Basically, if a person has random knowledge of stuff that most people think is extremely unimportant, as well as a collection of action figures and other memorabilia that the average person thinks belongs in a twelve year old's room, rather than on display in a twenty-plus-year-old person's living room, that person is probably a nerd. While there are those out there who consider being called a nerd an insult, nerds themselves tend to have no shame. If you are learning how to tell if someone is a nerd out of concern for that person or even yourself, have no fear. Nerds are here to stay and, some believe, are about to take over the world, especially as technology becomes ever more prevalent.

How to Tell if Someone is a Nerd: Nerd Jokes

© 2012 Lisa


    0 of 8192 characters used
    Post Comment
    • profile image


      12 months ago

      hello im not sure if im a nerd

    • profile image


      16 months ago

      Hell no I'm not a nerd

    • profile image


      18 months ago

      Boo I’m not a nerd

    • profile image


      2 years ago

      I always thought nerds, geeks, dweebs and dorks were all the same thing.

    • profile image

      Prince Malik 

      2 years ago

      My IQ is of Genius level, but I like being boringly studious and I love to do science thing, is the intersection of genius and Nerd an empty set, or is there any term for it?

    • profile image

      Donna Ross 

      2 years ago

      I don't have one specific thing of being a nerd.I like different things.It doesn't matter what it is.I like being different from everybody else.That means I am not boring.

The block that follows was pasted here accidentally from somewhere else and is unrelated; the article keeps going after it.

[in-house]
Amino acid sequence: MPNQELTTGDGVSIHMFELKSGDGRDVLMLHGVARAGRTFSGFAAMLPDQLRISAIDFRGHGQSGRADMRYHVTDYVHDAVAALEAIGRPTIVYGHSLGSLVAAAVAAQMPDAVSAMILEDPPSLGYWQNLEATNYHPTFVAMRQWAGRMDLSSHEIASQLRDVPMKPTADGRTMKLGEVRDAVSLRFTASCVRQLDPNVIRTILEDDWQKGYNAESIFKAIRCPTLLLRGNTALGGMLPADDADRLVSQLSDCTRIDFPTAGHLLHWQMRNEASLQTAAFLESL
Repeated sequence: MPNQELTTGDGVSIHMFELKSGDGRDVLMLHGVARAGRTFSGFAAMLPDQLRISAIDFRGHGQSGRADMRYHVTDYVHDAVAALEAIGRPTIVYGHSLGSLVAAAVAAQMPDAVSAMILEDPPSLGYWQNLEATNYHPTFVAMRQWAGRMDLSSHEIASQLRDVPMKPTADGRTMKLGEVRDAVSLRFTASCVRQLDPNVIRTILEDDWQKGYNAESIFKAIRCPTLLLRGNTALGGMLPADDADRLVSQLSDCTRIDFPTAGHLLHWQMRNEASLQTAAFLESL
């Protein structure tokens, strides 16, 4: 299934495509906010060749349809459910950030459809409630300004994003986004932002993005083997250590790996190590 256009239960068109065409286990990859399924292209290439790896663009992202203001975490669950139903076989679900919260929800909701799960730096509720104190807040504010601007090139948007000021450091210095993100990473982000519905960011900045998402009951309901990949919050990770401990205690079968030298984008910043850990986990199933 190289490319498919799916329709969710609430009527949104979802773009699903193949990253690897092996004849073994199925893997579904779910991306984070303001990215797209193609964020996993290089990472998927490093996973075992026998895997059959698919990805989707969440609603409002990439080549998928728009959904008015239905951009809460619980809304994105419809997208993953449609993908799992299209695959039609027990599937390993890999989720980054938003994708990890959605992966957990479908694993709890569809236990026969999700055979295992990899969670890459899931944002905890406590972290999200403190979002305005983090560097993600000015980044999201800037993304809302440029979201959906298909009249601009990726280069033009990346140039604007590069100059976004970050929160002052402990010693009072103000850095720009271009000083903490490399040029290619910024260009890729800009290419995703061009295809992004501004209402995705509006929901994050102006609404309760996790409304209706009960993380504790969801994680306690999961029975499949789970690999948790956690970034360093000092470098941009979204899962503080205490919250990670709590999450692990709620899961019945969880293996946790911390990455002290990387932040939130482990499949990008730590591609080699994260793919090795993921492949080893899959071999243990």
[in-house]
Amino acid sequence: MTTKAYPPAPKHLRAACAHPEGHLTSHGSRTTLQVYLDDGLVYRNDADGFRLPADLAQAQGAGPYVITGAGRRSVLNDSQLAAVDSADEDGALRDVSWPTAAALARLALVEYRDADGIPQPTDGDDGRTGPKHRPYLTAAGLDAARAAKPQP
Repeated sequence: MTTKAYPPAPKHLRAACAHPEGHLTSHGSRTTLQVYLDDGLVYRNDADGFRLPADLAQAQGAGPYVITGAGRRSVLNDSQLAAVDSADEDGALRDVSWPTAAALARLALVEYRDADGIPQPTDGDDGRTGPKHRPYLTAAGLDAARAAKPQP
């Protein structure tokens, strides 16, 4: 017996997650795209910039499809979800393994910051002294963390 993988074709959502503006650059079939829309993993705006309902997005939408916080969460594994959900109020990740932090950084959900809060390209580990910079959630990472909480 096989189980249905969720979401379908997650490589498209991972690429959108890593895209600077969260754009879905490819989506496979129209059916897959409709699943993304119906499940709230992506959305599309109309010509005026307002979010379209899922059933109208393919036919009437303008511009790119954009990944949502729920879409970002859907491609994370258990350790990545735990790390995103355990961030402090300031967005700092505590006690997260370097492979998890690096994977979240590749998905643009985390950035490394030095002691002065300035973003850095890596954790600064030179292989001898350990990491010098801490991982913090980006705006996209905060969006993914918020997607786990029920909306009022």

• LisaKoski profile imageAUTHOR


      7 years ago from WA

      I actually mentioned in this article that it's a term most are proud of. It's not an insult, otherwise I wouldn't call myself a nerd and neither would these other commenters above yours.

    • profile image

      Jean Valerie Kotzur nee Stoneman 

      7 years ago from Germany

      Have you ever thought of calling all these people just 'human beings' with their own peculiarities and strong points. Here, in Europe, these words don't mean anything and I have no idea if they are insulting or not. Perhaps there is a population of young people here in Europe who are up to date with these things, but I think that is as far as it goes.

      Any lack of social skills I may have had seem to have disappeared with time. I assume this will also apply to all the nerds etc.

    • sen.sush23 profile image


      7 years ago from Kolkata, India

      Lisa, your Hub profile bears proof of your status- however whether you are a Geek or a Nerd can be decided by only you. :)

      As a young adolescent, I thought I lacked social skills- however I guess I lost those qualifiers on the way to adulthood- so I cannot any longer claim being too nerdy, unfortunately.

      Wonderful topic to choose to write on and very well executed. Sharing.

    • Lipnancy profile image

      Nancy Yager 

      7 years ago from Hamburg, New York

      I must say some of my best friends are nerds. I think they are attracted to me. Gotta love them.

    • jmartin1344 profile image


      7 years ago from Royal Oak, Michigan

      Nice hub Lisa, apparently I'm a Dweeb!

    • billybuc profile image

      Bill Holland 

      7 years ago from Olympia, WA

      LOL...too funny, Lisa! I guess I'm a nerd; I know I was in school. Now I think, with maturity, I've brought nerdness to a higher level. :)

    • Kenja profile image

      Ken Taub 

      7 years ago from Long Island, NY

      Love the Venn Diagram, love the rapid fire nerd humor. Fun stuff Lisa. best, Ken


    This website uses cookies

    As a user in the EEA, your approval is needed on a few things. To provide a better website experience, uses cookies (and other similar technologies) and may collect, process, and share personal data. Please choose which areas of our service you consent to our doing so.

    For more information on managing or withdrawing consents and how we handle data, visit our Privacy Policy at: